Some would see the selection of Adil as direct competition to Moeen. Some will say that Ali has been England's only spin option for just over a year and a half and now he has a direct threat.

However, I don't see it like that at all. To me, this is both Moeen's and England's biggest opportunity to take the World of Test Cricket by storm.

To me he is a fantastic batter who can bowl well as opposed to a front line Test spinner who can counter-attack with the bat from number eight. Ultimately, England could be accused of wasting his talent batting so low when their top and middle order have not always been firing.

The inclusion of a second spinner provides England with an opportunity to leave one of the inconsistent batters out and to push Moeen up the order. Then slot the capable Rashid in at number eight.

The English press are speculating that Ali should open the batting with Captain Cook but I would resist that option as I don't see it being a long term option.

Alex Hales should be given a chance to open up with the bat with Ali at five. Ali is a developing player against spin and an excellent player of fast bowling when it isn't directed at his head. I know that he is working hard on this aspect of his game.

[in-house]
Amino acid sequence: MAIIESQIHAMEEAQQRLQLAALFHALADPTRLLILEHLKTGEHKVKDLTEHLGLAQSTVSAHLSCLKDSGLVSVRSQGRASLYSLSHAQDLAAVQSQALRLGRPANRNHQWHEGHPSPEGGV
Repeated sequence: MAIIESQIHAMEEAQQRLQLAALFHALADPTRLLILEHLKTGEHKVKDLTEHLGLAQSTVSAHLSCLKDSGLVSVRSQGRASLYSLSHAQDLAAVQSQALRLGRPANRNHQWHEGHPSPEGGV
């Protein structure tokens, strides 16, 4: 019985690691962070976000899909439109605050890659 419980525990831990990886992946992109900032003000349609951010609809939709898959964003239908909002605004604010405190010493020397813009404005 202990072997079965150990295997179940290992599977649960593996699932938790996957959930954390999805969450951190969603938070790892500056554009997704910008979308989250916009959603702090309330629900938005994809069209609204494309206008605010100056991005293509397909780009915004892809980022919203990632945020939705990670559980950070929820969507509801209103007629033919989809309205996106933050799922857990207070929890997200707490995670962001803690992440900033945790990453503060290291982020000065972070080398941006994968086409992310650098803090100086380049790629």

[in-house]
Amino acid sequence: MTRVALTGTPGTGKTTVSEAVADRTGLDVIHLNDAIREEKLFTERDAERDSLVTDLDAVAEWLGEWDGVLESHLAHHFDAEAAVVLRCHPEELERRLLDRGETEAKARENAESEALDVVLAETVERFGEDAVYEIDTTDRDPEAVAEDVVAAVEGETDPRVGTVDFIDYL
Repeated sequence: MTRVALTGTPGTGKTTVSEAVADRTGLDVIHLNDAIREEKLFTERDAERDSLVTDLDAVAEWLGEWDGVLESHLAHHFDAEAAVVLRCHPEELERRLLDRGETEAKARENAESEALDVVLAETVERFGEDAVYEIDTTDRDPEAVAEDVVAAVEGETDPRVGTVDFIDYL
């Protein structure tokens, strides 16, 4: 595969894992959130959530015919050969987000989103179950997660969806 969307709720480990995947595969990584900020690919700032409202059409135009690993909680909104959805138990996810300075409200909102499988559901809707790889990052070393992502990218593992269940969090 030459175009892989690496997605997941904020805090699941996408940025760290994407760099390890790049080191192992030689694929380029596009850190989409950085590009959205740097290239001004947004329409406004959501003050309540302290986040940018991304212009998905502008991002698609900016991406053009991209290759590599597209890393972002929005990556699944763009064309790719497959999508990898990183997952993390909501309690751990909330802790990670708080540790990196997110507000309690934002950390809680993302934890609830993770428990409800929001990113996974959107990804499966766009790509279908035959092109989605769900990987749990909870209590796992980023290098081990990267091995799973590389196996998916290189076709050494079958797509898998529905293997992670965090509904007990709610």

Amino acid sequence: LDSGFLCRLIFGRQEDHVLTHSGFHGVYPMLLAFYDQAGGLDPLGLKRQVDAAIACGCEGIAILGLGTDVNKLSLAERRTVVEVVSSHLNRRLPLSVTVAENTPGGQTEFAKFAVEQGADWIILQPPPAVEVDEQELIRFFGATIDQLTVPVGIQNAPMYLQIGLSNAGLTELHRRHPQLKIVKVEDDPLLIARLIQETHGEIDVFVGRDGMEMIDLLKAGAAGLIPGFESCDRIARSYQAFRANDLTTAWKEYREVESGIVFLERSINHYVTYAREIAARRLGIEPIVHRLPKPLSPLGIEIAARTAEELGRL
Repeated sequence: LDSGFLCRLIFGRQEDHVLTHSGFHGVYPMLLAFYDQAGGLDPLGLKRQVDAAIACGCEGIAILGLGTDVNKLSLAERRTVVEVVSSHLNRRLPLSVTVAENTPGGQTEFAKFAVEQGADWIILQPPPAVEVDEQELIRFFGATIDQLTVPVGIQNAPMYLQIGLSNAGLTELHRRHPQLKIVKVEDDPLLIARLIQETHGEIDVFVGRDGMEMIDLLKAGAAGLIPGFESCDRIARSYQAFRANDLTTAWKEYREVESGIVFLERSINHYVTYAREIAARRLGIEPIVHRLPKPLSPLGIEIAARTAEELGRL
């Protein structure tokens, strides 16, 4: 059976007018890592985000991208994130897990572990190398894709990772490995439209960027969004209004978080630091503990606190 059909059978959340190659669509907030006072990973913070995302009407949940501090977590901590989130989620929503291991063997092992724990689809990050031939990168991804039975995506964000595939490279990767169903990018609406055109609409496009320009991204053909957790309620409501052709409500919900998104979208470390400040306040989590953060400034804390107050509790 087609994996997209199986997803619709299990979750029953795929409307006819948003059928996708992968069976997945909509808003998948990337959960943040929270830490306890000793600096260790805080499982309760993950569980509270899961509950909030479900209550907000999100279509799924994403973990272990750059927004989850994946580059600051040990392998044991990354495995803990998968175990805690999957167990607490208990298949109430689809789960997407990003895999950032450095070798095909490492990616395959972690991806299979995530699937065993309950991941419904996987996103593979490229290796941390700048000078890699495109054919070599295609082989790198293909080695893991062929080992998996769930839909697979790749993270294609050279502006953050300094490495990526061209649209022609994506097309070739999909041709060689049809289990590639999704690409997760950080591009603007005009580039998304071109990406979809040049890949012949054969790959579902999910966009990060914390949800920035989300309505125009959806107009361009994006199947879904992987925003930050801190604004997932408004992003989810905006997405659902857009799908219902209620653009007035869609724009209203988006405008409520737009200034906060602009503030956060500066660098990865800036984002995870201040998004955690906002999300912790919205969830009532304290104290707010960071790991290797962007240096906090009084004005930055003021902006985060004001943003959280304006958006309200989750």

The UAE wickets will suit him as the bounce is not excessive. However, opening the batting in South Africa would expose him to a new ball and two fantastic bowlers - Steyn and Morkel - on bouncier wickets than in Dubai and Abu Dhabi.

I know what you are going to say, why would he have to open in South Africa as England will only need one spinner over there?

What the Ashes Taught Us about Playing Swing and Seam Bowling

2015 was a very odd Ashes. When the ball swung significantly England won. When the ball didn't swing for long periods Australia compiled heavy first innings scores and won as a result of scoreboard pressure.

Only 6 batters (Root, Rogers, Warner, Smith, Cook and Ali) averaged over 30 in the series. Cook and Rogers are Test match specialists, Warner adapted his method during the series, Smith and Root swapped over as World number one batters and there is a good chance that England's number 8 in this series will open the batting in the next one!